Top Tips When For First-Time Marathon Training

December 17 2013, 0 Comments

Making the decision to run a marathon for the first time is impressive – there are not many people who are willing to take on the challenge of months of grueling training, followed by a race of 26,2 miles. If you’ve decided to take this step and go for the goal of running your first race, we congratulate you, and offer some top tips to help you along the way.

  • When you make the decision to start training for your first marathon, having a goal to motivate you can help strengthen your commitment. Raising money for charity, drawing attention to a good cause, or  running in memory of a loved one are all popular reasons that people use to keep them on track.
 
  • The more people who know about your decision to run your first marathon, the better. Tell friends, family, colleagues and neighbors about your plan, and you’ll soon find that people are cheering you on during your morning run, or asking you how your training is going.
 
  • Working out with a training partner can be fun and help you to stay committed to your goal.
 
  • Learn as much as you can about marathon training. There a huge variety of training techniques and methods, so take time to find the one which best suits your needs and lifestyle, while still building up your fitness to a level which will enable you to get through the race.
 
  • If you are a beginner at running, don’t expect yourself to be able to get through a marathon without a strict training schedule. Giving yourself enough time to build strength and stamina is key, and this make take at least six months of committed training.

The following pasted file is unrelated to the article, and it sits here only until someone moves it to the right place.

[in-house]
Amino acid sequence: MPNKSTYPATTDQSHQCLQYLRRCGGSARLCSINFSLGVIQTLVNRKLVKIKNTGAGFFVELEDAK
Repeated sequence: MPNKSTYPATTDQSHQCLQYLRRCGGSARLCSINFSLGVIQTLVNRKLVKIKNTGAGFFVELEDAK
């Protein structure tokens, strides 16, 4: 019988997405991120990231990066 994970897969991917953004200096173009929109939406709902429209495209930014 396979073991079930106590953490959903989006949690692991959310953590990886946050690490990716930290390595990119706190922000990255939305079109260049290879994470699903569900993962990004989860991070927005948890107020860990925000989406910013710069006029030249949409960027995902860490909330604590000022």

• Seasoned runners suggest that first-time marathon runners forget about trying to get a good time on the race day – your focus should be on getting to the finish line, not competing with other runners.
 
  • While marathon training is very intense, it is absolutely essential work rest/recovery days into your schedule. Over-working your body can cause short term discomfort and longer term problems, so allow yourself two or three non-running days each week. If you still want to keep moving, introduce lower impact workouts which exercise different muscle groups to running, such as cycling or swimming.
 
  • If you time yourself on training runs, don’t be surprised if you see your performance start to even out, rather than improving each time. This is called “reaching a plateau” – don’t let it break your morale, keep up your workouts but add in some variations to mix it up a little, such as cross-training or core work.
 
  • Buy shoes and socks which are designed specifically for running – but don’t make the mistake of saving those shiny new trainers until race-day. Make sure that your footwear is well broken in, and avoid the blisters which plague many first-time marathon runners.
 
  • Use visualization as a preparation strategy. Think positive and create a clear mental image of what you would like to achieve. You can use this tip all through training – on those days when you feel like your legs won’t make it through the next mile, or that you’ve just had enough, use your imagination to spark your energy again.
 
  • Make healthy lifestyle choices in the months leading up to the marathon to get yourself in optimum physical condition. Eating a balanced, nutritious diet which provides enough energy and carbohydrates, drinking enough liquids and getting quality sleep will make a big difference to how you feel. Some runners also like to eliminate alcohol in the lead-up to the race as they feel that it improves their performance.